Pause for thought: The Lord he is God and I am not
The Lord He is God and I am not. I’ve been talking about this a lot recently. The damage we do to ourselves when we try and be God. But for this article, I want to focus on just one aspect of our messiah complex, the tendency to behave as if we are powerful! You see God is all powerful and I am not! But the temptation to act as if I am.
I am Christian, the sun always shines on me, I have a permanent coat hanger smile, I’m always well, never down, never miserable, never doubt and if you turned the lights off I would glow in the dark!
What nonsense. God is all powerful, you and I are weak, broken, fragile humanity. And the sooner we acknowledge that the better and healthier we will be. The apostle Paul reminds us that it is in our weakness that we are strong. And acknowledging that moves us to that place where we become … well real!
‘Real’ is so important. Maybe if I explain a little more with help of a conversation with a Velveteen Rabbit from Margery William’s wonderful book of the same name. It’s a conversation between the Rabbit and the older and wiser Skin Horse.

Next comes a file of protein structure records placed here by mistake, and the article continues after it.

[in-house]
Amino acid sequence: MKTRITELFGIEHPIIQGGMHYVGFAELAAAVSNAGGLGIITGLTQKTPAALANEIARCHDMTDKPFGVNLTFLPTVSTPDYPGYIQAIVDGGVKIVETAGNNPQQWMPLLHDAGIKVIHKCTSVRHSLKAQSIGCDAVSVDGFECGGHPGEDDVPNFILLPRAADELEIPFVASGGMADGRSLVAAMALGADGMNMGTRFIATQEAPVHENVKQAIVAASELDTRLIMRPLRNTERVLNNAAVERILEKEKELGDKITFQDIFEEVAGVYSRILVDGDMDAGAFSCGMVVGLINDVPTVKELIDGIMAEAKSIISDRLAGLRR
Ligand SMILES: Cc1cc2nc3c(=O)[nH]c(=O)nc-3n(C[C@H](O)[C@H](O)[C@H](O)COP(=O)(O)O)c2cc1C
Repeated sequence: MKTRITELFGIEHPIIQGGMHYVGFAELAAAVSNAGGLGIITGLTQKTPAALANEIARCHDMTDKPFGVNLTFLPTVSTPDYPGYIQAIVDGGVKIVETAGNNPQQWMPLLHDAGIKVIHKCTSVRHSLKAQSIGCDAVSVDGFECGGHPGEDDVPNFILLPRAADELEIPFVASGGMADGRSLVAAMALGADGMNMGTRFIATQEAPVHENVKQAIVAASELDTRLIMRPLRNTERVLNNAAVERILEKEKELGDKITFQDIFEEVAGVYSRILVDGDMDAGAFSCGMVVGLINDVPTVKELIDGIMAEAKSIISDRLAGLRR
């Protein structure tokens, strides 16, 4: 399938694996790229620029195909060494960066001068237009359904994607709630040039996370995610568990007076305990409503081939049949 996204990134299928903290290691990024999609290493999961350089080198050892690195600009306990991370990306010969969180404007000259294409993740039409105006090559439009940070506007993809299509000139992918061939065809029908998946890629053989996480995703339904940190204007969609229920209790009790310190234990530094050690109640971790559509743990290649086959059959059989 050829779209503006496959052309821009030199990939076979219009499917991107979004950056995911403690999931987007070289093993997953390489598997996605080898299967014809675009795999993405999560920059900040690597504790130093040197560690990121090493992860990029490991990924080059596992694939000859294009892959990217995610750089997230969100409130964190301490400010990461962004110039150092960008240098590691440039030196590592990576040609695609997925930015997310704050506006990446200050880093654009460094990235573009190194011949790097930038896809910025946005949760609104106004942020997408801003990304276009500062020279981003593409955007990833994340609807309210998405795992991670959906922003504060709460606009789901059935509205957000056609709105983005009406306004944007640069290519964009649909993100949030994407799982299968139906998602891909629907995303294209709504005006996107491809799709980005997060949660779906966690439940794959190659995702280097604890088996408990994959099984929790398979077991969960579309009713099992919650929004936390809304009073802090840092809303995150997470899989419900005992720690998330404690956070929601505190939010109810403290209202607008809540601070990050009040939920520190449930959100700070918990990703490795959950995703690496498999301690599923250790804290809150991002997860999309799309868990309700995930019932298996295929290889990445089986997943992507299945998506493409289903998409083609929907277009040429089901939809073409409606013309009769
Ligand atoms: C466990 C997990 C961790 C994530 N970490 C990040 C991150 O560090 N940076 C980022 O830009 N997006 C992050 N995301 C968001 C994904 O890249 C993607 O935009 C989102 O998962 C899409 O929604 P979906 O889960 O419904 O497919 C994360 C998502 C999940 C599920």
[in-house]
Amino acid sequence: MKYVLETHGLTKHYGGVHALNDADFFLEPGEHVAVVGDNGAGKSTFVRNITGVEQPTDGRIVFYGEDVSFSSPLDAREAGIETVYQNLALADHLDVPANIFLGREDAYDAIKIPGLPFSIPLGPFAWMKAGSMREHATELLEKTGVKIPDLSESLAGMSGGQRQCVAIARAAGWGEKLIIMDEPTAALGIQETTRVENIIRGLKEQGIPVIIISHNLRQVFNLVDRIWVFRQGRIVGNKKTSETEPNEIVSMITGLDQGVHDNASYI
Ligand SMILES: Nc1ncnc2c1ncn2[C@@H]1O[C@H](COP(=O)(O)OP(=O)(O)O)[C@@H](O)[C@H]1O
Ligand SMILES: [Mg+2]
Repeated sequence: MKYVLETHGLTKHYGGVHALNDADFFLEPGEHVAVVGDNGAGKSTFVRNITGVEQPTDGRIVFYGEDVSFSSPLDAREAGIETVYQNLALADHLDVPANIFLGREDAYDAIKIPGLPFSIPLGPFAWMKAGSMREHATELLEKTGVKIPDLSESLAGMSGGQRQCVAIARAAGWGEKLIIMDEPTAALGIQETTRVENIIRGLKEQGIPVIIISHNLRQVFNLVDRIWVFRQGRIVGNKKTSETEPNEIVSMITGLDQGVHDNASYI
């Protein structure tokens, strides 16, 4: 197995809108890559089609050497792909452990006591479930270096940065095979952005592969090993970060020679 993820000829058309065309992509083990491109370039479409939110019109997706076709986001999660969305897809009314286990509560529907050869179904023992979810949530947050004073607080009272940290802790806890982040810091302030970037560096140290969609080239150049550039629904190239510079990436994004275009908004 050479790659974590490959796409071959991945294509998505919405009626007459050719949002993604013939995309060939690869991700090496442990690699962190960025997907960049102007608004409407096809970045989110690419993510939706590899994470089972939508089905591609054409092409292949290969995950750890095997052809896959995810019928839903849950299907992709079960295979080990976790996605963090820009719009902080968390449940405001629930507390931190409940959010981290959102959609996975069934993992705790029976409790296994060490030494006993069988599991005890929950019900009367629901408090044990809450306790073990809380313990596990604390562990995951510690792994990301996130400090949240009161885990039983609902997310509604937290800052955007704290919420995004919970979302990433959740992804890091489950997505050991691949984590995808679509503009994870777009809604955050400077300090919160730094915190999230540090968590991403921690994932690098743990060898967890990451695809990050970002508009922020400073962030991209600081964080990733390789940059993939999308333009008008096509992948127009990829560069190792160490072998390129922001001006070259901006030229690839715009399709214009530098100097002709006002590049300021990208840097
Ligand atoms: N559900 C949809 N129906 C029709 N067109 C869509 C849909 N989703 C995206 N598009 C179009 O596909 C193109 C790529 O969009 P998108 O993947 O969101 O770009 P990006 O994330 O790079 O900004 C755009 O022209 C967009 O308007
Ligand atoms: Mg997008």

“Real isn’t how you are made,” said the Skin Horse, “It’s a thing that happens to you. When a child loves you for a long, long time, not just to play with, but really loves you, then you become Real.”
“Does it hurt?” asked the Rabbit.
“Sometimes,” said the Skin Horse, for he was always truthful. “But when you are Real, you don’t mind being hurt.”
“Does it happen all at once, like being wound up,” he asked, “or bit by bit?”
“It doesn’t happen all at once,” said the Skin Horse. “You become. It takes a long time. That’s why it doesn’t often happen to people who break easily, or have sharp edges, or who have to be carefully kept. Generally, by the time you are Real, most of your hair has been loved off, and your eyes drop out, and you get loose in the joints and very shabby. But these things don’t matter at all, because once you are Real, you can’t be ugly, except to people who don’t understand.”
Abraham Joshua Heschel was one of my favourite 20th centuries most famous Philosophers. He wrote these words,
"Above all else, remember that you are not a machine, you are a work of art".
So let’s give up on trying be all powerful machines and recognise we are real and we are works of art.
Revd Dr Mark Griffiths JP